The Gentoo Penguin, Pygoscelis papua, is easily recognized
by the wide white stripe extending like a bonnet across
the top of its head. Chicks have grey backs with white fronts. Adult
Gentoos reach a height of 51 to 90 cm (20-36 in),
making them the largest penguins outside of the two giant species,
the Emperor Penguin and the King
The application of Gentoo to the penguin is unclear, according
to the OED, which reports that Gentoo was an Anglo-Indian term,
used as early as 1638 to distinguish Hindus in India from Muslims,
the English term originating in Portuguese gentio
(compare "gentile"); in the twentieth century the term
came to be regarded as derogatory.
Two sub-species of this penguin are recognised: Pygoscelis papua
papua and the smaller Pygoscelis papua ellsworthii.
Males have a maximum weight of about 8.5 kg (19 lb) just before
moulting, and a minimum weight of about 4.9 kg (10.8 lb)
just before mating. For females the maximum weight is 8.2 kg (18
lb) just before moulting, but their weight drops to as little
as 4.5 kg (10 lb) when guarding the chicks in the nest.
They are the fastest underwater swimming penguins, reaching speeds
of 36 km/h .
Gentoo are built for very harsh cold climates.
Gentoos breed on many sub-Antarctic islands. The main colonies
are on the Falkland Islands, South Georgia and
Kerguelen Islands; smaller populations are found on Macquarie Island,
Heard Islands, South Shetland Islands and
the Antarctic Peninsula. The total breeding population is estimated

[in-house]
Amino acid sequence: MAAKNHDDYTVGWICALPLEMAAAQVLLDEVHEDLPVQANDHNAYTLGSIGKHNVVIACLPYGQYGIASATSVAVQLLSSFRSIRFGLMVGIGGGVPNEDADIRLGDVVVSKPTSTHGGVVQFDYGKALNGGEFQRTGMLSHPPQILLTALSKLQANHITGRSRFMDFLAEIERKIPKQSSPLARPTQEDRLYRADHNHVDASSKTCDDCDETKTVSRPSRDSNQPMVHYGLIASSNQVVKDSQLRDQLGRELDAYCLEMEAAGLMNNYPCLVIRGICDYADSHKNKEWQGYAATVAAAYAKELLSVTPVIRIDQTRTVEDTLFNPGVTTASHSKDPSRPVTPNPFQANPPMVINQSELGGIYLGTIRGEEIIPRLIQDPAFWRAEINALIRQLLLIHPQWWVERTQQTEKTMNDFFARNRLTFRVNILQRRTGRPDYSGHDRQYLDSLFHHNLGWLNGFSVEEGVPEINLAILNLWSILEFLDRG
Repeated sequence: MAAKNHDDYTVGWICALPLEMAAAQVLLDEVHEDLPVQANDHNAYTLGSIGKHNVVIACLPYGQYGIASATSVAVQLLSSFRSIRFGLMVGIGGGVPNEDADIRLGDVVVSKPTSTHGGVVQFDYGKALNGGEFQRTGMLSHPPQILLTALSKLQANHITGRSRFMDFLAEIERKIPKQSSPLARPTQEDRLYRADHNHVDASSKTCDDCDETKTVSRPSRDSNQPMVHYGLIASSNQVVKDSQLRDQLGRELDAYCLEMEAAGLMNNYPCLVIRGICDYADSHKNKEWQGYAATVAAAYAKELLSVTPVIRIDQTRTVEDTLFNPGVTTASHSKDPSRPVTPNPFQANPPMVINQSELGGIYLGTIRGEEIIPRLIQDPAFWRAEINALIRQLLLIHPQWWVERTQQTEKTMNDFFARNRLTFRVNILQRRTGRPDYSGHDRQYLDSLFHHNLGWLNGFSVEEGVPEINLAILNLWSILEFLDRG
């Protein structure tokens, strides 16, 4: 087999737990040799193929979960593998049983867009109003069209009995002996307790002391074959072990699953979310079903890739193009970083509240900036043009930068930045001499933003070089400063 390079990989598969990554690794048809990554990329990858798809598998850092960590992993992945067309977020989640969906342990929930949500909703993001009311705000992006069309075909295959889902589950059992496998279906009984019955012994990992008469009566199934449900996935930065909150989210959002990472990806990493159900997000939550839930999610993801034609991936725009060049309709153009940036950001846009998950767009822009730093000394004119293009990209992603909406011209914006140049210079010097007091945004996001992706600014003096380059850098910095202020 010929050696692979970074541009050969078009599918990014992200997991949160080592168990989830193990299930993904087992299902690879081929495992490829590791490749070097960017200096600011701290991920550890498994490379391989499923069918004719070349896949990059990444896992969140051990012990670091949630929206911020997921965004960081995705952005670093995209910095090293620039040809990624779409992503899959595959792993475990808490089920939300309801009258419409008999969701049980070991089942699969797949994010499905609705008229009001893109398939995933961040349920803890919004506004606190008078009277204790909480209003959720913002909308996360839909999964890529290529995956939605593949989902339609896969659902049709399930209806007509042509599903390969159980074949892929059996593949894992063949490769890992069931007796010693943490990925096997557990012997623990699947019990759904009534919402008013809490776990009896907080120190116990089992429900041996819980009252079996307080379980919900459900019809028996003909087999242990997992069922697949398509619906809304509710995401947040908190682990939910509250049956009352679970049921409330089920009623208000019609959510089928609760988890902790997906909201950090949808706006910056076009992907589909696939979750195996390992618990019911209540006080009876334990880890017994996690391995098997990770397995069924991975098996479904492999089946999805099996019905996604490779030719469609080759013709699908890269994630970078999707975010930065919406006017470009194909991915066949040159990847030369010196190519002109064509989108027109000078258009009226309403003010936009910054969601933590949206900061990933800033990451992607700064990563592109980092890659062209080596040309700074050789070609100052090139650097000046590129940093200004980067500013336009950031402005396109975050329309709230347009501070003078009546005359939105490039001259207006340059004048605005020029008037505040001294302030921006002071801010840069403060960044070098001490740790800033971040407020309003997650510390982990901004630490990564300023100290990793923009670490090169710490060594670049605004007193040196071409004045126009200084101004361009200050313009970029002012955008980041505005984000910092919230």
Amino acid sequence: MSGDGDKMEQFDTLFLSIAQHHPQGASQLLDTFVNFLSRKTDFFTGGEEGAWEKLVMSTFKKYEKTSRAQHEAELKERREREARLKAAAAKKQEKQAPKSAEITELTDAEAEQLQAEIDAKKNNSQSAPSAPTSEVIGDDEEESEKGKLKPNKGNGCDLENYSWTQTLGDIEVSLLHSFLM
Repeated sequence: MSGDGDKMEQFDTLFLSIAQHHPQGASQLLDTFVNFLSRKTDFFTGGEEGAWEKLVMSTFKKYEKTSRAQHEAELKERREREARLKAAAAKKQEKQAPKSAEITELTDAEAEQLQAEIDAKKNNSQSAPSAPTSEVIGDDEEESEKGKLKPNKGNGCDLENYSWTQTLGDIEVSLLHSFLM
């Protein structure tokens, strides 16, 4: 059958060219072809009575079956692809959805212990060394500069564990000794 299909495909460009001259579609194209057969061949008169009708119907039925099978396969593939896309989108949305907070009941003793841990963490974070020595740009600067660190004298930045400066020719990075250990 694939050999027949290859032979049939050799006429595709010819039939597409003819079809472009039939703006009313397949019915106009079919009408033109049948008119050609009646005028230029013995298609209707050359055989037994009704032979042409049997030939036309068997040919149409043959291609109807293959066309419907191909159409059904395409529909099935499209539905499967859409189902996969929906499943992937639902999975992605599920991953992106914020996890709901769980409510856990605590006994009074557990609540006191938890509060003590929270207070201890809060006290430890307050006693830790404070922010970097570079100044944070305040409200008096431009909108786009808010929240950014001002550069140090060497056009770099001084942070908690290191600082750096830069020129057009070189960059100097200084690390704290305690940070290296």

to be over 300,000 pairs.
Nests are usually made from a roughly circular pile of stones
and can be quite large, 20 cm high and 25 cm in diameter.
The stones are jealously guarded and their ownership can be the
subject of noisy disputes between individual penguins.
They are also prized by the females, even to the point that a male
penguin can obtain the favors of a female by offering
her a nice stone.
Two eggs are laid, both weighing around 500 g. The parents share
incubation, changing duty daily.
The eggs hatch after 34 to 36 days. The chicks remain in the nests
for about 30 days before forming creches.
The chicks molt into sub-adult plumage and go out to sea at about
80 to 100 days.
Gentoos live mainly on crustaceans such as krill, with fish making
up only about 15% of the diet.
However, they are opportunistic feeders, and around the Falklands
are known to take roughly equal proportions of fish
(Patagonotothen sp., Thysanopsetta naresi, Micromesistius australis),
crustaceans (Munida gregaria) and
squid (Loligo gahi, Gonatus antarcticus, Moroteuthis ingens).
seal captures a Gentoo penguin near Palmer Station, Antarctica.
Photo: Sean Bonnette, NSF
In the water, sea lions, leopard seals, and orca are all predators
of the Gentoo.
On land there are no predators of full grown Gentoos. Skua can steal
however, some other seabirds have managed to snatch chicks.
Gentoo penguins are very tame, especially the chickens: they accept
you to enter a kindergarten, if you go slowly or down on your
knees. To be close to a dosen warm woolenclothed chickens is surely
an amazing experience.
has got to be one very, very relieved penguin! (5.minutes)
to be clear, I DID NOT TAKE THIS VIDEO, and nor did I add the (annoying)
This video was given to me by the chef at Vernadsky, the Ukrainian
research station about 90 miles
south of where I'm currently living (Palmer Station, Antarctica).
And even then, I don't think he took the video himself, either.
I honestly don't know it's original source.
Palmer Station, Antarctic